The recent developments following the Trump administration scrapping the Iran nuclear deal coupled with ongoing domestic political and economic problems are putting Sudan on its tiptoes.
According to a Washington Post story following a meeting last week, French President Emmanuel Macron HYPERLINK "https://www.timesofisrael.com/macron-if-trump-pulls-out-of-iran-deal-it-could-mean-war/" t "_blank" made two predictions: The United States would pull out of the Iran nuclear deal — and that decision would lead to war.
And it added that he could soon be proved right on both counts.
The quick Iranian reaction through rockets fired against Israel and the retaliatory reaction from Tel Aviv showed how a regional conflict could be ensued easily. It is no secret that Israeli Prime Minister Benjamin Netanyahu detested Iran and its nuclear program. He went as far as trying to convince the Obama administration of joining hands to strike Iran, an approach that Obama resisted vehemently and opted instead for the negotiated deal.
Now with Trump in the White House aided with anti-Iran hawks like his newly appointed Secretary of State Mike Pompeo and his National Security Advisor John Bolton, the opportunity is there to strike and may be to be more ambitious and go for a regime change. Bolton is known for his close ties with the Iranian opposition. An added incentive is that the Gulf countries namely Saudi Arabia, the United Arab Emirates and Bahrain are of the same idea regarding Iran and they have expressed their support for the Trump decision. And a time frame for these development could be any time during the Trump term.
Clearly, things may not go as wished as Europe or the other part of the Iran deal is sticking to it and it remains to be seen how Europe is going to challenge Trump decision. But the chances of winds of change blowing throwing the whole region are increasing and the question is where Sudan in all this?
Unfortunately, the country is embroiled into deep economic crisis to the extent that it is hardly able to extend its vision beyond its day to day crisis. A newly released trade figures show that Sudan managed to net only little over $1 billion during the first quarter of this year, an 18.7 percent drop compared to exports generating revenue during the same period last year. That drop was alarming for two reasons: it undermines the drive to increase production and promote exports being the effective tool of improving the economic conditions and help in appreciating the national currency. More significant is that such a drop is not justifiable following the bumper production led by cotton and other crops. The private sector has worked with the government on a plan starting this year to triple the volume of exports value to close to $10 billion, which was seen as doable.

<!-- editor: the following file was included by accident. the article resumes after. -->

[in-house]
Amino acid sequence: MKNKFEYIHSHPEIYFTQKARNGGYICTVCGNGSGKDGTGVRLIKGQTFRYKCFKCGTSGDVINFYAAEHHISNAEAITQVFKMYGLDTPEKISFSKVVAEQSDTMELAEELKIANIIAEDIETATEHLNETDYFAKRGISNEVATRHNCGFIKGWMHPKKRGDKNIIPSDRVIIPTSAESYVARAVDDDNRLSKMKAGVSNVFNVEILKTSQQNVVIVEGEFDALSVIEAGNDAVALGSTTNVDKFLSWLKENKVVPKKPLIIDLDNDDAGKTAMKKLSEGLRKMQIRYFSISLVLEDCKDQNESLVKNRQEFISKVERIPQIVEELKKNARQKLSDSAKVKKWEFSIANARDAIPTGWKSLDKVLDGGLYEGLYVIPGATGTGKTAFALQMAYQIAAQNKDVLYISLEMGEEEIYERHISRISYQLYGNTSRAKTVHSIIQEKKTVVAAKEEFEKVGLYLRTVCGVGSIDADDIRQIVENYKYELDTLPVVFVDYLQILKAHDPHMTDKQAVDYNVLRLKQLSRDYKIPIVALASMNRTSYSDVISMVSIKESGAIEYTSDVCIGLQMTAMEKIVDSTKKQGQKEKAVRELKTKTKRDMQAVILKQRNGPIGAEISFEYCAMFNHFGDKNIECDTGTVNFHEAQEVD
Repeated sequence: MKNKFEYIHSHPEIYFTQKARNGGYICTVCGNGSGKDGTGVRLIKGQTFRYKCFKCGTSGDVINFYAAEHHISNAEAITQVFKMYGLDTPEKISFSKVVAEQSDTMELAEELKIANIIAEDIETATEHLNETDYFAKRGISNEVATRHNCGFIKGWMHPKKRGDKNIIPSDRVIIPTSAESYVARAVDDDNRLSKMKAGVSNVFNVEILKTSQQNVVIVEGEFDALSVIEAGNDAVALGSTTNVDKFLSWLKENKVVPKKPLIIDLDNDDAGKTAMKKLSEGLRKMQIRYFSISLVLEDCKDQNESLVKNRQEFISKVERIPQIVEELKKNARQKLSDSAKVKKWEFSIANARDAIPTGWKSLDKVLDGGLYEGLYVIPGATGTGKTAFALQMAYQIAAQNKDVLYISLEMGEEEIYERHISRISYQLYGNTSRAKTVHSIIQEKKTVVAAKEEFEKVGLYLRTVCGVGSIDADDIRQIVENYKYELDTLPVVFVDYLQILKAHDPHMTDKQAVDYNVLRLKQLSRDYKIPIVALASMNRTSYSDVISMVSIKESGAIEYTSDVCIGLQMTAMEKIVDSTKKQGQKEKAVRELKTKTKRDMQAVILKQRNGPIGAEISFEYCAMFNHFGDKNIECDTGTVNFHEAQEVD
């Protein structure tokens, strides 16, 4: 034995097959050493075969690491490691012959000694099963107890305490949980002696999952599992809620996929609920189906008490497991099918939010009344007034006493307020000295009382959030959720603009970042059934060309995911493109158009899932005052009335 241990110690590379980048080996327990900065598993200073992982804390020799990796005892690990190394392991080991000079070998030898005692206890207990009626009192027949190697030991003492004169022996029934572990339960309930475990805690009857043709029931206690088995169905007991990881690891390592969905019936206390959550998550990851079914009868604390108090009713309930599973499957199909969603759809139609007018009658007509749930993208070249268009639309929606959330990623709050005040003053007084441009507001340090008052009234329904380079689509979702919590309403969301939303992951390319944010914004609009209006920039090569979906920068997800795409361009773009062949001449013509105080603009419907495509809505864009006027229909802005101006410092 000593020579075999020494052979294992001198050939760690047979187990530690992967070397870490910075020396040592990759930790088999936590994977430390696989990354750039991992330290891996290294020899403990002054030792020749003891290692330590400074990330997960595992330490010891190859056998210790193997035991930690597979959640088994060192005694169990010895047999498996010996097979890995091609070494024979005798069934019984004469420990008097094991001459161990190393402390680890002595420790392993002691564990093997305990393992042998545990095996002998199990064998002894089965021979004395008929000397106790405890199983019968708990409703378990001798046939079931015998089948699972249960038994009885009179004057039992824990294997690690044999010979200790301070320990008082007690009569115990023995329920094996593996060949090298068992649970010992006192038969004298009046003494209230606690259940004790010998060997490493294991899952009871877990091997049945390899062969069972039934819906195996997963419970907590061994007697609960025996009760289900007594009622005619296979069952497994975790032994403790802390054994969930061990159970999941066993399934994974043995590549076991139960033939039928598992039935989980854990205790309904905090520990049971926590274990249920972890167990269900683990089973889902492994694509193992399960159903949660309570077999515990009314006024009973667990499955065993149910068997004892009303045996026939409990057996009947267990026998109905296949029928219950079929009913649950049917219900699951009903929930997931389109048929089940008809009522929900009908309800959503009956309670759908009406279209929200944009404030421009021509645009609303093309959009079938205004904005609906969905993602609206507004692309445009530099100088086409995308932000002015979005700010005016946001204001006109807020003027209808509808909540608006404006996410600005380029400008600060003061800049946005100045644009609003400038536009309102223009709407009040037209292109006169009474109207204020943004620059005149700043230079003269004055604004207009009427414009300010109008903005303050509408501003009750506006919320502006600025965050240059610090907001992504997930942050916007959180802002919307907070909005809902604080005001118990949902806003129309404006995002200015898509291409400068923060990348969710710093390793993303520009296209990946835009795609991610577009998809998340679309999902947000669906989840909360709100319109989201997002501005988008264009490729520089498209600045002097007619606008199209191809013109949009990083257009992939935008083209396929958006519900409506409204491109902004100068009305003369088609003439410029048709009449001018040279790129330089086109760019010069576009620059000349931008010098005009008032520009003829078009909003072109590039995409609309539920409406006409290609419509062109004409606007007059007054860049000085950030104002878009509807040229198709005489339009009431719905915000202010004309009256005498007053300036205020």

The inability to raise exports has direct impact on the domestic scene with national security implications. The inability of the government to provide $102 million requested by the Khartoum Refinery to enable carry on the needed maintenance program so as to be able to meet domestic needs shows the magnitude of the inefficiency and to what extent have things deteriorated. The long queues of cars before filling stations is a living example not only of a current crisis, but more on inefficiency. And this particular issue of providing oil products is points to this inefficiency in planning and taking precautionary measures to avoid falling into the trap.
This inefficiency reflecting weakness will have its impact on the image of Sudan and the way it is going to be affected by the developments and potential changes taking place in the region. One of the key challenges is that Sudan will find itself forced to choose between the two prevailing camps in the region: the one led by Saudi Arabia and the Emirates. Moreover, Sudan though keeping relations with the first camp, but is forging an ambitious strategic alliance with Turkey for development as well as with Qatar that has played a major role in negotiating settlement for Darfur problem. Both Turkey and Qatar represent the other camp.
This situation raises the challenge before Sudan and the question is not what side the country will take, but more important how Sudan can put its own house in order, be able to utilizes its natural resources for its own sake. And the way forward is a genuine national inclusive reconciliation.
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